In Colorado, juvenile crimes are those that involve minors between the ages of 10 and 18. For the most part, courts treat juvenile offenders differently than adult offenders.

However, the penalties for these crimes can be similar to adult crimes, especially if they are felonies. For example, penalties include probation, fines, or detention in a juvenile facility or jail.

Because of the young age of juvenile offenders, facing juvenile felony charges in Colorado can be a stressful time for the entire family. Additionally, juvenile felony charges can potentially have lasting effects on a teenager’s future.

What Happens During Arrest

In Colorado, before a minor goes into custody, their parents or legal guardians are notified. If the minor may have committed a violent crime or a crime with weapons, they can be held in a juvenile detention facility. Otherwise, they can be released to their parents.

If the minor goes into custody, there will be a hearing within 48 hours to assess whether they should stay. The district attorney will review the minor’s file.

It is the DA who will make a recommendation as to whether the minor should go to juvenile court or district court as an adult. If they are 16 or older, the minor may be tried as an adult in the most serious cases.

What is the Goal of Juvenile Court?

In Colorado, the juvenile justice system assesses juvenile cases where incarceration may not be the best option. The thought is that because juvenile offenders are so young, they may have the opportunity to learn and reform themselves.

According to the Colorado Children’s Code, the juvenile justice system should consider the best interests of the juvenile offender, the victim, and the community to help the minor become a productive member of society and reduce recidivism, also known as reoffending.

Even if a minor is facing juvenile felony charges in Colorado, having their case in juvenile court is best. This is because the juvenile justice system offers more options for sentencing and reform. 

If your minor child is facing charges, it’s best to get an experienced criminal defense attorney’s help immediately. Your attorney can begin communicating with the DA’s office about the charges on behalf of your child.

How Are Juvenile Offenders Categorized?

In Colorado, juveniles may commit adult offenses, such as drug possession. They may also commit juvenile-specific offenses, such as truancy or underage possession. If the court finds the minor guilty of their charge, sentencing can vary greatly depending on the type of offense committed. 

If a minor is tried in juvenile court, the court will investigate the facts of the juvenile’s life before final sentencing. The court will consider factors such as the juvenile’s prior record, their home life, their potential for committing a crime again in the future, and their likelihood of success in a reform program.

Juveniles in Colorado fall into certain classes to determine their sentencing as well as their potential eligibility to have their record expunged.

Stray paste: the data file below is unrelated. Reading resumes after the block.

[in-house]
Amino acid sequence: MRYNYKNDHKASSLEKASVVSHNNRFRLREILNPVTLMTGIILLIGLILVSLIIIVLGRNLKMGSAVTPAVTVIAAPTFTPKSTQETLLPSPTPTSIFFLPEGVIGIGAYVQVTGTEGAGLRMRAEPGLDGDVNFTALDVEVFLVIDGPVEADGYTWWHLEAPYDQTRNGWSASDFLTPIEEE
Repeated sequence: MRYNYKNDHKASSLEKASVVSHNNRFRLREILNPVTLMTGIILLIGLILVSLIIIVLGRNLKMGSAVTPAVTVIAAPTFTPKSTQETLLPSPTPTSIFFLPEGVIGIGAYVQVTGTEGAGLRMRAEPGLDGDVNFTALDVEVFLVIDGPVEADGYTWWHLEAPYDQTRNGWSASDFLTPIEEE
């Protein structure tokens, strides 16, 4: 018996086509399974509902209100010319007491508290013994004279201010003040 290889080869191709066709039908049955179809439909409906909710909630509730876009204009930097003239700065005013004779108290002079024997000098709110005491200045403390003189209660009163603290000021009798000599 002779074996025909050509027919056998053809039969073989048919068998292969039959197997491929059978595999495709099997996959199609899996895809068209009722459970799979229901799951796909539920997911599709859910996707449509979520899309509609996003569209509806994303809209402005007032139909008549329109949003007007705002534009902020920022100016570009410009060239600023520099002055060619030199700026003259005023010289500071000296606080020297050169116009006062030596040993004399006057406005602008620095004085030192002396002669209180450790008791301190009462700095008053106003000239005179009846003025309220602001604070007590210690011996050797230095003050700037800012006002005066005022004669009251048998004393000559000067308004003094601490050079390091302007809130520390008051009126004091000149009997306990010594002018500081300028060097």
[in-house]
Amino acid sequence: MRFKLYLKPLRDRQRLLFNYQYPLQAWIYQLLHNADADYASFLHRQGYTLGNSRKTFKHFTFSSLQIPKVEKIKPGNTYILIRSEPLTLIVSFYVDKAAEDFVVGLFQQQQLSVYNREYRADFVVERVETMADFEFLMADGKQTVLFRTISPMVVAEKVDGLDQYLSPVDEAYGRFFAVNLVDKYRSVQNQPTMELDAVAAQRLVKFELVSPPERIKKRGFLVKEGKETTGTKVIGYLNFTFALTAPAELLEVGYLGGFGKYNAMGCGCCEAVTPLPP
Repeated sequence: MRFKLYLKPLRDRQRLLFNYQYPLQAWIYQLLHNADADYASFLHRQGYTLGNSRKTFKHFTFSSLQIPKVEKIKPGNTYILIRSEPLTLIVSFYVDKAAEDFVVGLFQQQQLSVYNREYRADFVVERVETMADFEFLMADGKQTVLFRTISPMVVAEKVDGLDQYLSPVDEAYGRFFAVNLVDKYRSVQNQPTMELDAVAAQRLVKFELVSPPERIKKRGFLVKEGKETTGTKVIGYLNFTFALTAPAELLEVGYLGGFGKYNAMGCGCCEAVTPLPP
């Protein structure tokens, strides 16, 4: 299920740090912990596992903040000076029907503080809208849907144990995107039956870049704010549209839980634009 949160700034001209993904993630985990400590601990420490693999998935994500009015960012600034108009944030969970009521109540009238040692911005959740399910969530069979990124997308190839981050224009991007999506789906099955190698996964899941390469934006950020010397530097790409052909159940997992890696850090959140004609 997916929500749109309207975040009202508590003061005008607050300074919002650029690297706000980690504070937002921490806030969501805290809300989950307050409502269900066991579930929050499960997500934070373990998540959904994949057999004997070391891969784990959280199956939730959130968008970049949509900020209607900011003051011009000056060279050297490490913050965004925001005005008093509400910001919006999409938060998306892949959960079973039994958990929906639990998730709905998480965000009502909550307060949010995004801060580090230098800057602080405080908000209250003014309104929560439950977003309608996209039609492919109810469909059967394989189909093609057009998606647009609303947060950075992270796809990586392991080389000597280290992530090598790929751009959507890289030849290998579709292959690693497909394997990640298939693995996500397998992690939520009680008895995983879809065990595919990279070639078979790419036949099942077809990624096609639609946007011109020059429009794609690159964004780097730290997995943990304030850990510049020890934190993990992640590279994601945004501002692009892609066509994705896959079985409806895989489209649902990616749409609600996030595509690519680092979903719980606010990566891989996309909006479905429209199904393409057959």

Mandatory Sentence Juvenile Offenders

A mandatory sentence juvenile offender is one that has been found guilty of committing a delinquent act twice or had their probation revoked. 

Repeat Juvenile Offenders

A repeat juvenile offender is one who has previously committed a crime and commits a felony or has their probation revoked for a felony.

Violent Juvenile Offenders

A violent juvenile offender is one who has committed a crime of violence as defined under Colorado law. Violent crimes in Colorado include:

  • Use of a deadly weapon or threatened use of a deadly weapon,
  • Bodily injury or death to a victim,
  • Murder,
  • Kidnapping,
  • First or second-degree assault,
  • Sexual offenses,
  • First-degree arson,
  • First-degree burglary,
  • Criminal extortion, and
  • First or second-degree unlawful termination of pregnancy. 

Aggravated Juvenile Offenders

Aggravated juvenile offenders are those that commit a Class 1 or Class 2 felony, have their probation revoked for a Class 1 or Class 2 felony, or commit a violent crime as defined above.

Juveniles Tried or Sentenced as Adults

A court may try a minor as an adult if they are 16 or older. If a district attorney recommends transferring the minor to district court, a judge may do so. They will then consider the minor’s age, the type of crime they committed, and their history to determine whether to try that minor as an adult.

How to Fight Juvenile Felony Charges In Colorado

If your child is facing juvenile felony charges in Colorado, you need an experienced attorney’s help immediately. The goal of the juvenile justice system is to help your child learn from their mistakes and enter society in a productive manner.

However, in order for that to happen, you must have an attorney who understands the juvenile justice system and knows how best to help you and your family.

Contact Miller Leonard, PC for help with your juvenile case. We can help you figure out the best options to ensure a brighter future for your child.


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